Similarly, on this same page, there is a listing for Long Island, New York. You won't find LIMARC's W2VL repeater listed here. You will find those repeaters that listed themselves not as their actual town of transmission but by the area they cover. W2VL is listed under its actual location of Glen Oaks, (Queens), New York a few pages back in the book. (I had to spend a minute looking for it. Luckily, I knew where the repeater was located.) This really, really doesn't make any sense at all.
How did anyone at the League allow this document to be marketed? The cost will break your heart, too. Over 600 pages long, it lists for $19.95 but is currently being discounted to $17.95. Add $7.50 in shipping costs and you are paying $25.45. I used a $10 off birthday discount and paid $15.45. The best thing about the purchase? They threw in a 2019 ARRL calendar free. It is much more useful than the book.
The introductory page of the Directory hawks $12.99 annual subscriptions to the ARRL's RFinder database attainable by downloading an app onto your phone. I haven't tried this app but the price would keep me away. I can search repeaters for free on the Internet without frustrating results.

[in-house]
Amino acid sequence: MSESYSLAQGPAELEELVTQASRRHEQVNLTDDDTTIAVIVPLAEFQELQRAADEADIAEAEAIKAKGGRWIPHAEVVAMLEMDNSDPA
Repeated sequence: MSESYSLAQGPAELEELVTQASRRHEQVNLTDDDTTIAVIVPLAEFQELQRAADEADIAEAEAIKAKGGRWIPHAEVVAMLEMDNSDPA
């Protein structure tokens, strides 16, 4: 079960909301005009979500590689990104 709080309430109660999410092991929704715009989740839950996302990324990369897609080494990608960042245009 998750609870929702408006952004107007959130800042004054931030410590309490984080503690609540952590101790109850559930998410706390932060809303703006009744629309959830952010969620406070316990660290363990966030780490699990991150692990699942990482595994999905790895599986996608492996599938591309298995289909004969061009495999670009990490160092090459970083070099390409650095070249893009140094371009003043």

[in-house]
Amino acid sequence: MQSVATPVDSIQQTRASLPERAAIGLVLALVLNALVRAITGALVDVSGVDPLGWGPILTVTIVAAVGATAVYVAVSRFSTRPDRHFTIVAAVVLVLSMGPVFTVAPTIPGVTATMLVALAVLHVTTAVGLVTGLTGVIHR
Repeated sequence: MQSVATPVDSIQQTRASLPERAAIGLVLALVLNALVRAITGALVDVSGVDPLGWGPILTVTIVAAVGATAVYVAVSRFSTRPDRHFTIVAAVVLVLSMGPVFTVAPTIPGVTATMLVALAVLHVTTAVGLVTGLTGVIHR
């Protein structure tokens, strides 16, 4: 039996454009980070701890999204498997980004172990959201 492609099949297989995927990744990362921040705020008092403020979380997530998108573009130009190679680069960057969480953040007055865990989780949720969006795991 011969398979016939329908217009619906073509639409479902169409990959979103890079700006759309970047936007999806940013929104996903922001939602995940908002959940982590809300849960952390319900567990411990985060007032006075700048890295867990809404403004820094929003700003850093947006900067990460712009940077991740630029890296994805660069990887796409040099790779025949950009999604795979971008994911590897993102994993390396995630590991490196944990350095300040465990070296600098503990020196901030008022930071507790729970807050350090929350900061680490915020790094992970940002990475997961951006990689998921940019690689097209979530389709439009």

Please browse a copy of the Directory before you consider purchase. This offer is really not fair to the amateur radio community. I thought I would treat myself to a newly updated and comprehensive guide to the world of repeaters. I received a unusable and fragile printout.
According to the ARRL Store: " The 2018 Repeater Directory® is the second edition to include “crowdsourced” listings contributed by users, repeater owners, and volunteer frequency coordinators. This means more listings, and updated more often. Public service volunteers: include this printed directory with your emergency ‘go kit.’ " According to this reviewer, the Directory should be placed in the 'no-go' bin. Again, I am sorry for this bad news. - Karl Zuk N2KZ
W6GDK Rating: 2/5 Jul 22, 2018 18:26 Send this review to a friend
RFfinder makes this hard to use   Time owned: more than 12 months